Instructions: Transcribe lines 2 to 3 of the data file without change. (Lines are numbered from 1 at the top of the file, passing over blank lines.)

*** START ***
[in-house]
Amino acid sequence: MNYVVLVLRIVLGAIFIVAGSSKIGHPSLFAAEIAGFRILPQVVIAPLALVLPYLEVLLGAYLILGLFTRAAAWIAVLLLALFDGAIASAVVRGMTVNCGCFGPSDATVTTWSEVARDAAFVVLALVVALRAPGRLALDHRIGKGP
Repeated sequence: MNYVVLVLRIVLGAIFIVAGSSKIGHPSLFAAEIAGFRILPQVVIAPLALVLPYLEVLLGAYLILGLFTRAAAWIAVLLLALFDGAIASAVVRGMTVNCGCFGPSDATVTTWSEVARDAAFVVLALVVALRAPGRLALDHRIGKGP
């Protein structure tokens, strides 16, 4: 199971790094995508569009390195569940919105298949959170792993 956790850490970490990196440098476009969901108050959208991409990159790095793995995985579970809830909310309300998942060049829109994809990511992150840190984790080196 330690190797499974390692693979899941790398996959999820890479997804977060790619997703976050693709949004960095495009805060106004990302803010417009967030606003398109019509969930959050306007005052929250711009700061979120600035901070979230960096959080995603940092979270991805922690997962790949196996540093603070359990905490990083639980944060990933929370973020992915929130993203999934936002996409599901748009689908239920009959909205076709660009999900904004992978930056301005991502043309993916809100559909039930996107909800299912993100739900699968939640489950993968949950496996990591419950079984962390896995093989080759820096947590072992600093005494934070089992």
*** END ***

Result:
Amino acid sequence: MNYVVLVLRIVLGAIFIVAGSSKIGHPSLFAAEIAGFRILPQVVIAPLALVLPYLEVLLGAYLILGLFTRAAAWIAVLLLALFDGAIASAVVRGMTVNCGCFGPSDATVTTWSEVARDAAFVVLALVVALRAPGRLALDHRIGKGP
Repeated sequence: MNYVVLVLRIVLGAIFIVAGSSKIGHPSLFAAEIAGFRILPQVVIAPLALVLPYLEVLLGAYLILGLFTRAAAWIAVLLLALFDGAIASAVVRGMTVNCGCFGPSDATVTTWSEVARDAAFVVLALVVALRAPGRLALDHRIGKGP